The year-end ask: Has your nonprofit scheduled all 6 steps?

Last week we introduced Laurence Pagnoni’s notion that “Fundraising is a practitioner’s craft. It requires the intuition of the artist and inquisitiveness of the scientist.” The Nonprofit Fundraising Solution author adds there is no one-size-fits-all method of fundraising; every organization has a unique mission and strategy for supporting its mission.

Don’t ignore what you can’t see

While each fundraising program is different, what remains consistent among celebrated revenue results is the connection to a strong organizational culture. You might be asking, “Why are we talking about culture when this is a post about Pagnoni’s book on fundraising? He says, “Ignore organizational culture at your own peril because you won’t get depth in the fundraising program unless the culture is aligned with the fundraising goals.”

Pagnoni asserts, “Your organization will do better by seeing itself as a multifaceted entity with fundraising entrenched firmly at its center. Why? Because the barriers to better fundraising performance are, so often, the same obstacles to organizational growth.”

After giving you some essential guidance on the conversation you should be having with leadership about fundraising’s role in the organization, Pagnoni focuses on the organizational connection with tactical strategies for improving your advanced fundraising efforts in constituency building, face-to-face cultivation, challenge gifts and other tools, year-end giving, social media, leadership councils, corporate giving and major gift campaigns. In short, the book leads with the importance of organizational strength for optimal fundraising and closes with a punch on fundraising strategies.

This week, I wanted to highlight year-end appeals because it’s never too early to think about when we raise the most funds: December.

Year-end giving

One of every three dollars is donated to nonprofits in the month of December due to income taxes, financial planning and the holiday season. Hopefully, says Pagnoni, you have contacted your donors eight times that year to prepare for the year-end ask.

Here are the steps in a successful year-end drive in chronological order:

Thanksgiving Thank-A-Thon: Board members, staff and volunteers call to thank donors, personally connect and answer any questions a week before Thanksgiving either on a weekend afternoon or weekday early evening.

First year-end appeal letter mailed out the week of your Thank-A-Thon: Customize to include the giving history of each donor. Include emotional stories about beneficiaries as well as numbers served and numbers of those who will be served in the future. Ask for a 50 percent increase from the last donation and include a reply envelope and pledge. You can use a mailing house to organize all these items. You can also target lapsed donors. Make sure you have updated your donor database. The author provides a list of resources that can help gauge your donor’s giving potential, such as Blackbaud for prospect research. In addition, post your appeal letter on your website so donors can contribute online as well. Tell your donors how much you appreciate them and how they can make a specific difference and be transparent about how you spend the money.

Second year-end appeal letter mailed between the first and third week of December: Add new highlights and do not send to donors who responded to your first letter. After 30 days, send a “Haven’t Heard from You…” postcard. Let them know what you’ve accomplished but also how much more needs to be done and the cost.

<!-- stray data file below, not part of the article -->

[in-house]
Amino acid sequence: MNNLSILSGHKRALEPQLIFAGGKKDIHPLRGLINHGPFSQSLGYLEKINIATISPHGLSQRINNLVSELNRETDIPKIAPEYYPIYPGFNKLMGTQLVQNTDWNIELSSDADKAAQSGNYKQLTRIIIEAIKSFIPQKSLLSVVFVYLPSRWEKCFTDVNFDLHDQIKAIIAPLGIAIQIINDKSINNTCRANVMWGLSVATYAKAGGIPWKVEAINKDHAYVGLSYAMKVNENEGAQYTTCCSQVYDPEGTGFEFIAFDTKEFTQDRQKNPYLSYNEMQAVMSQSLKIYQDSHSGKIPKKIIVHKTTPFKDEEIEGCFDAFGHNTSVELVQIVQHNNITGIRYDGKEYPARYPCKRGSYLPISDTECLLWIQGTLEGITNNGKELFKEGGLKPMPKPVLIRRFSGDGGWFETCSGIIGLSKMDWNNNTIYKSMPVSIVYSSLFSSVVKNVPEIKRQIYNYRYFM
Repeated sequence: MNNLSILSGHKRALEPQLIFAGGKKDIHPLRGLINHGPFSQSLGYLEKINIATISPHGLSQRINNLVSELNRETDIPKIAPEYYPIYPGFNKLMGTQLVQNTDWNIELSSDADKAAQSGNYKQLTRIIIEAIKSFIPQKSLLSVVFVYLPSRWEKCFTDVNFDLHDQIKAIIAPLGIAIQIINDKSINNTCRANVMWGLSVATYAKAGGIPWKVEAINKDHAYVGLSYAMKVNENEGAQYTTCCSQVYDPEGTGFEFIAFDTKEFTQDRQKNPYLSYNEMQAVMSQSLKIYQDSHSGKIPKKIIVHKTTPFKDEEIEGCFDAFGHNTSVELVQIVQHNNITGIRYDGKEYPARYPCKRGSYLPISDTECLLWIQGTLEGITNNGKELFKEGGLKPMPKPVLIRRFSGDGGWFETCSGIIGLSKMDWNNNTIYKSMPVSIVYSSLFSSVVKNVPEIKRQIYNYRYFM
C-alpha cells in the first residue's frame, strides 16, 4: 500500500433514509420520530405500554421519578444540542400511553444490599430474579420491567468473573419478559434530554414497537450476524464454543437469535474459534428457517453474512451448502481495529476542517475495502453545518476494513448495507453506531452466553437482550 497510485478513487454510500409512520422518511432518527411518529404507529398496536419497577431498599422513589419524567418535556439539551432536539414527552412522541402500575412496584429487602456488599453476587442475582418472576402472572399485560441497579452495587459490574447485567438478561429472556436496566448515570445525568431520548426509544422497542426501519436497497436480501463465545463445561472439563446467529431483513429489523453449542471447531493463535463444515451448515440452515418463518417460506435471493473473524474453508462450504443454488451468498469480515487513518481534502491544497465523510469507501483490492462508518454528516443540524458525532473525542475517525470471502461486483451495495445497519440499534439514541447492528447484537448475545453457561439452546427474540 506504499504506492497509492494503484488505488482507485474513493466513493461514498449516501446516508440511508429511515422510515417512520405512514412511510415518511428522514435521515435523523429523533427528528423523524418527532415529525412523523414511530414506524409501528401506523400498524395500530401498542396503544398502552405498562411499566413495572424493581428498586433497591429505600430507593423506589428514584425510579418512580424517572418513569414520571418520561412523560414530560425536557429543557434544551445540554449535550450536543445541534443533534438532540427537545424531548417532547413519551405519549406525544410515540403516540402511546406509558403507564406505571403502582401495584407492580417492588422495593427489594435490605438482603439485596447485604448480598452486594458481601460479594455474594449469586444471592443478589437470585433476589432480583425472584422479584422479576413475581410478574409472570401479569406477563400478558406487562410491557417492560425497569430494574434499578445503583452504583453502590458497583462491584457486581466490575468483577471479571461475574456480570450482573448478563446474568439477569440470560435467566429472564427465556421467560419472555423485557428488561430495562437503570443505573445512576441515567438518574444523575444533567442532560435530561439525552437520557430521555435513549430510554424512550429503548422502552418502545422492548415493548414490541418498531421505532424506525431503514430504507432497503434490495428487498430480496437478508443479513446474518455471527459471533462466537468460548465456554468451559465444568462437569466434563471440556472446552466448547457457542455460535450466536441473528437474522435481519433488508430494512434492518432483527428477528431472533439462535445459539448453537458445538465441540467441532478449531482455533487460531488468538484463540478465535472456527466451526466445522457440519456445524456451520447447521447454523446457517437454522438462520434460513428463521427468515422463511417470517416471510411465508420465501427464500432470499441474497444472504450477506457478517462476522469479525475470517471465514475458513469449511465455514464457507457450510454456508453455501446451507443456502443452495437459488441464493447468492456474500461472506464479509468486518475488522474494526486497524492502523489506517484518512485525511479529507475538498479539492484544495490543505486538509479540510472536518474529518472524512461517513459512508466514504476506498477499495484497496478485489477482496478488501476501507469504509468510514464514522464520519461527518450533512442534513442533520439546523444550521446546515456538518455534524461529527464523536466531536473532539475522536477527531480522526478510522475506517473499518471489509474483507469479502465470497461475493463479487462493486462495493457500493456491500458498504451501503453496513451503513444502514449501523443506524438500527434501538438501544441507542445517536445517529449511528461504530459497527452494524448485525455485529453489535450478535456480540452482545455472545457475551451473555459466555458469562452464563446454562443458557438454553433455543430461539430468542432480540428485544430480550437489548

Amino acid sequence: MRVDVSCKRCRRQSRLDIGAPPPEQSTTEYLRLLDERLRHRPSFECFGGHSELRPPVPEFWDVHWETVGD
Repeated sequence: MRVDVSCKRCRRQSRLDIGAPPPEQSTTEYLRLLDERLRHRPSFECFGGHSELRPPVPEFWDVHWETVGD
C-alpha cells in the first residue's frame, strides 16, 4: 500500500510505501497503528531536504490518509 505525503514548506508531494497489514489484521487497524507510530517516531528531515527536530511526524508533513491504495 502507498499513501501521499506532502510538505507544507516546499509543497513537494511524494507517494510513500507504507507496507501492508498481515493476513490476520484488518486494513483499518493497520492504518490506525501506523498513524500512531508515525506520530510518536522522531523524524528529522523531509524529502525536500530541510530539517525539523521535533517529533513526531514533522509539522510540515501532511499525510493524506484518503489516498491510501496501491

Last four days of the year online: Email your donors every day for the last four days telling stories about your organization. Remind them of the December 31 tax-exemption deadline.

January follow-up: Thank the top 20 percent of your donors and send out tax receipts. You can survey donors, too, on how they would like to be contacted.

Donor meetings to discuss major gifts: 80 percent of your funding typically comes from 20 percent of your donors. Segment your donors to set up personal meetings with the top 20 percent.

We asked Laurence Pagnoni about the most common objection to linking culture and fundraising:

CausePlanet: What is your most common objection to the prerequisite of great culture for effective fundraising? What has been your response in the past?

Pagnoni: So many objections, it’s hard to say which is the most common! One could easily say, “People don’t want change.” Maybe. I often hear, “We don’t have the funds for that,” but even when they do, many clients have stayed stuck. If I had to pick one objection, I’d say it’s not understanding that the vision of where we want to be really does start with me, whoever I happen to be in the organization, whether the janitor or the CEO. Without a vision the people perish, so says the Proverb.

Choose a vision for your year-end appeals and consider one or more of Pagnoni’s six-step process. Better yet, have the conversation about culture and create a climate for your appeals to succeed.

See also:

The Ask: How to Ask for Support for Your Nonprofit Cause, Creative Project or Business Venture

The Money-Raising Nonprofit Brand: Motivating Donors to Give, Give Happily, and Keep on Giving

Fundraising the SMART Way™: Predictable, Consistent Income Growth for Your Charity + Website

The Essential Guide to End-of-Year Fundraising

Image credits: Amacom books, ccsfundraising.com, fundraising123.org

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